I’m not saying anything particularly new, but computing to me is about much more than the act of programming. Programming is often the last stage of a bout of computing. First, we assess the problem in our head, devising a strategy to approach it. We (why “We” and not “I”? Because computing is rarely a solitary endeavor,) may discuss it with peers, we may sketch flowcharts or notes on whiteboards or in notebooks. We often search for facts and figures, data, that have nothing to do with computers, but about the real-world problem we are trying to solve with an application of computing. Using a variety or combination of methods, decomposition/solution of parts/reassembly; machine learning; data mining; etc., we plan, eventually program and test, then repeat to find better, and finally adequate solutions. This, for tonight, is my barely adequate description of an experience of computing.

Why the disparity then, between the possible discussion space and what ended up being talked about? Certainly it was not because the blocks languages that were being discussed are learning or play languages. Scratch and the languages that spawned from it scaffold creativity of several kinds. Alice and its relatives are also about self-expression, though with a slightly different flavor. Pencil Code, to my poor estimation, strives to give fast ability to control real tools. Admittedly, though, I’m biased, and know the most about about one particular tool, MIT App Inventor.

MIT App Inventor strives to give beginners and experienced programmers fast control over mobile devices (yes, still Android only) through high level abstractions that allow the app creator to do real, meaningful things. What does that mean? There are myriad examples, ranging from crowdsourcing access to sanitary toilets in Lagos, to developing apps for tracking student location on school and/or city buses, both domestically in the US and in Bangalore, among other locations. Are they all so goody-goody? No – kids (and adults) make fart noise apps too – and those are popular and exciting, and represent the thrill of computing as well – they allow the app inventor to make something that promotes cognitive dissonance – a phone farting!?! How much more fun, and relatively innocently disruptive can you get?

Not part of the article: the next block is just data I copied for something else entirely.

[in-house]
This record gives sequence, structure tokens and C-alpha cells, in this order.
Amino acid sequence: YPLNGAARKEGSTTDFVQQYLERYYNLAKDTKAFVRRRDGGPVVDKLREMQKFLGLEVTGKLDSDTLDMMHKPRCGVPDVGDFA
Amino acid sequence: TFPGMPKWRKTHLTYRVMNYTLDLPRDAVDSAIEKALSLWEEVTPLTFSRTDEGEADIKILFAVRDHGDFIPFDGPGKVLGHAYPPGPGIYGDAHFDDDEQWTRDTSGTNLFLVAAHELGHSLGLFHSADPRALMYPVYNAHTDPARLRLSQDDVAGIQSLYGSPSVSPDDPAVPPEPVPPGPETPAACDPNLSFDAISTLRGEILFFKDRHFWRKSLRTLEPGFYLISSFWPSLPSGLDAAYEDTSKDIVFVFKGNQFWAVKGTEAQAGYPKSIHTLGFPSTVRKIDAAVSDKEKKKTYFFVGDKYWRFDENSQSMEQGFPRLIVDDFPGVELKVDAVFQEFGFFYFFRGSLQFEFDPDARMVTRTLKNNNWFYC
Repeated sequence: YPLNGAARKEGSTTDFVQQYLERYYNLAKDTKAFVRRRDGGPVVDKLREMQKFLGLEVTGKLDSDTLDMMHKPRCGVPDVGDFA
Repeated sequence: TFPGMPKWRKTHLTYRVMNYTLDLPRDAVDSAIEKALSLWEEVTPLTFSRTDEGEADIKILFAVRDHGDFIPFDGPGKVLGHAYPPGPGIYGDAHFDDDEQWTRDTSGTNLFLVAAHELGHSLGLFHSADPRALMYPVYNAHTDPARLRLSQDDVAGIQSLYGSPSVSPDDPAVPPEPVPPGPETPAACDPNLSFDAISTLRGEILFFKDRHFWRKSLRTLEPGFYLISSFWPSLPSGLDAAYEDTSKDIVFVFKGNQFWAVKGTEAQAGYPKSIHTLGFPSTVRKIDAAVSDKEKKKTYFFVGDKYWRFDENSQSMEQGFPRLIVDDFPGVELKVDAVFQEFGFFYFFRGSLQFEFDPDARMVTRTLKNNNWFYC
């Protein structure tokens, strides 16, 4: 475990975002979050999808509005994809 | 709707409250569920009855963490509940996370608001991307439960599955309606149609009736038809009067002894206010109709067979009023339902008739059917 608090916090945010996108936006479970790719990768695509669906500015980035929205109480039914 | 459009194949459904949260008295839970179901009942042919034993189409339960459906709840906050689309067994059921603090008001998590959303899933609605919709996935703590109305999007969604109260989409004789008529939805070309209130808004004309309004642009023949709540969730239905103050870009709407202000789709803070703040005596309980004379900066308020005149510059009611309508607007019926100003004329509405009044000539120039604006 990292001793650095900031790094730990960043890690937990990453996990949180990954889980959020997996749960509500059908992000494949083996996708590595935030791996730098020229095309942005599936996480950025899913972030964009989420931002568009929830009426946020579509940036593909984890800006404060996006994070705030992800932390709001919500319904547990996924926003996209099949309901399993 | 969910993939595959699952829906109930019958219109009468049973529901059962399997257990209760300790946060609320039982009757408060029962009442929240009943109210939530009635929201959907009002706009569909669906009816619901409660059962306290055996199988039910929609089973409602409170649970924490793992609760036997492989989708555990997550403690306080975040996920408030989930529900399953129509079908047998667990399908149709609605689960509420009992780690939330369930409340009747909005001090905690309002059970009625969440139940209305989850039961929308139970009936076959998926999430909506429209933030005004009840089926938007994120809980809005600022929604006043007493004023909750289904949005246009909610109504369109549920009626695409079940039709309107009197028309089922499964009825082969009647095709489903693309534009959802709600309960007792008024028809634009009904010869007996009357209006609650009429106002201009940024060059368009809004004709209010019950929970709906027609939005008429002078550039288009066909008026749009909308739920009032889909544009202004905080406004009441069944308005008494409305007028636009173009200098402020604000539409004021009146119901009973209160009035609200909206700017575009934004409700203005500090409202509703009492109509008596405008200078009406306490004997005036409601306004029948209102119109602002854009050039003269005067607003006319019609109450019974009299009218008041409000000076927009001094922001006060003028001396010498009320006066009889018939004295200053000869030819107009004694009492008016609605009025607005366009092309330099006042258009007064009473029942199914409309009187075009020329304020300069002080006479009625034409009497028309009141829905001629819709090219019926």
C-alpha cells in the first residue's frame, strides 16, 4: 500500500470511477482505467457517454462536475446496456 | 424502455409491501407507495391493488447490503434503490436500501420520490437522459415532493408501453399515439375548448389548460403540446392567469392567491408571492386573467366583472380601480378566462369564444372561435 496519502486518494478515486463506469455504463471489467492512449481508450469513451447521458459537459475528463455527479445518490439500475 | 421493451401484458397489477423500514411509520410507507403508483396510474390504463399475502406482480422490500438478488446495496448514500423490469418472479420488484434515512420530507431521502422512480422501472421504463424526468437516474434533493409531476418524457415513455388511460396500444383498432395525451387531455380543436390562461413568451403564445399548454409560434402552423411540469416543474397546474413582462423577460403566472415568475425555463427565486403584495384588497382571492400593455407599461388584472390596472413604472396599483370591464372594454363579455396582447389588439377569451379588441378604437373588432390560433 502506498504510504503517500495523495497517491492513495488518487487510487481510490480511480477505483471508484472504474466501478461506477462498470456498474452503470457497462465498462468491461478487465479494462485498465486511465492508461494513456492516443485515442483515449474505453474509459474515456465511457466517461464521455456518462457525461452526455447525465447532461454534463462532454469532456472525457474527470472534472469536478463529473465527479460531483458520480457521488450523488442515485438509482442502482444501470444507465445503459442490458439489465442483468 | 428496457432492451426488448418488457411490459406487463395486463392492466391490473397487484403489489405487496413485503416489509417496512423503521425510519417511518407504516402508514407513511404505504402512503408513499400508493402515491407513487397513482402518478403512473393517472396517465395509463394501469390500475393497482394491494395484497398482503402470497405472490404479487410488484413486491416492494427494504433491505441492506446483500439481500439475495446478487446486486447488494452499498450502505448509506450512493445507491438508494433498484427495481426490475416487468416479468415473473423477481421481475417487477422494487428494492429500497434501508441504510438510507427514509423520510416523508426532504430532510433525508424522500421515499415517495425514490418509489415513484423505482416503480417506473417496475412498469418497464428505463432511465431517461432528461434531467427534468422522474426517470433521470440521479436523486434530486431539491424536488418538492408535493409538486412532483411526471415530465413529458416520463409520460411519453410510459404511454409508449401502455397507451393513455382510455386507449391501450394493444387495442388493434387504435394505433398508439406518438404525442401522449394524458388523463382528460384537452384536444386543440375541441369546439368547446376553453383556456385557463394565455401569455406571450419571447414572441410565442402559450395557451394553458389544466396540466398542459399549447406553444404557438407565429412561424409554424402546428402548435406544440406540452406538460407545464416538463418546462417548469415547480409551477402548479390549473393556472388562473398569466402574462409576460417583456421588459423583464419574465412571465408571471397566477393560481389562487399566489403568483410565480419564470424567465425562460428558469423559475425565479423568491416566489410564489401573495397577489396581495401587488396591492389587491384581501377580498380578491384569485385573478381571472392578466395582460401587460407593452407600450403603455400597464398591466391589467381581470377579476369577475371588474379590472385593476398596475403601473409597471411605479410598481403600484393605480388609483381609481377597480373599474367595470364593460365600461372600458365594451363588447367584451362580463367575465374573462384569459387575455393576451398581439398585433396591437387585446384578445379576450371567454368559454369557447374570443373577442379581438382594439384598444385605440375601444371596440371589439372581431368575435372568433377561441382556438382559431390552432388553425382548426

So, to close, let’s strive to elevate the discussion – let’s talk about the Beauty and Joy of Computing, farting phones and all. Let’s talk about why we love computing, and how programming enables that.

Somehow, with only a gut feeling to support this, I suspect that we should curtail our inclination to debate in the esoteric weeds the relative merits of one blocks-to-text conversion tool vs. another. Instead, let’s spend more time developing and telling the inspirational stories to pass to youth who may not hear them otherwise. Enthusiasm is contagious, sometimes… I’m convinced if we share our true enthusiasm for problem solving and computing, vs. vigorously discussing arcane points, we will share that youthful enthusiasm with a larger AND broader audience of youth.

Starting with a… pffffttt…. Surprised?

This may give you some idea what to expect from this blog. It’s a (relatively) serious post about the importance of apps that making bodily function noises. Yes, it’s about why building fart noise apps matters.

Fart noise jokes are nearly ubiquitous. Make such a noise, and people will snicker, or if in polite company, try their hardest not to snicker. And they are apparently timeless as well (see Flatulence Humor, Wikipedia).

So, there is no surprise in the fact that they have moved into the digital age. There’s the story of the iPhone app that lit up the charts, But I find it more interesting to consider why young people, many of them, think making such apps is so darn appealing.

In full disclosure, I have never made my own fart noise app, though I did record my daughter laughing and make an app out of that, which I propose is related. People make apps that are important and meaningful to them. However, most of the apps I see made are not my own. By now, I have seen hundreds of youth build their first apps. Invariably, one or more in a group will make an app that makes “inappropriate” noises.

Why?

This is more than simple silliness. Yes, silliness is there in good measure. More notably, though, I think this is evidence of youth taking control of their surroundings.

Let’s look at the outcomes – the builders get attention, from peers and adults. For a moment, or longer, they are the center of the social encounter.  They know that the adults, sometimes known as authority figures, will have to contend with what to do in such a situation – should they laugh it off (giving power to the creator as a source of humor), scold or punish (giving social standing to the creator as one who can make an authority seem petty), or simply ignore (which in rare cases they do, while probably laughing inside).

Apparently, then, fart apps serve the creator well in many cases. So with that inspiration, I offer this to you to consider:

If you were 12-years old, in 2015 USA, with many aspects of life outside of your control, what would your first app do?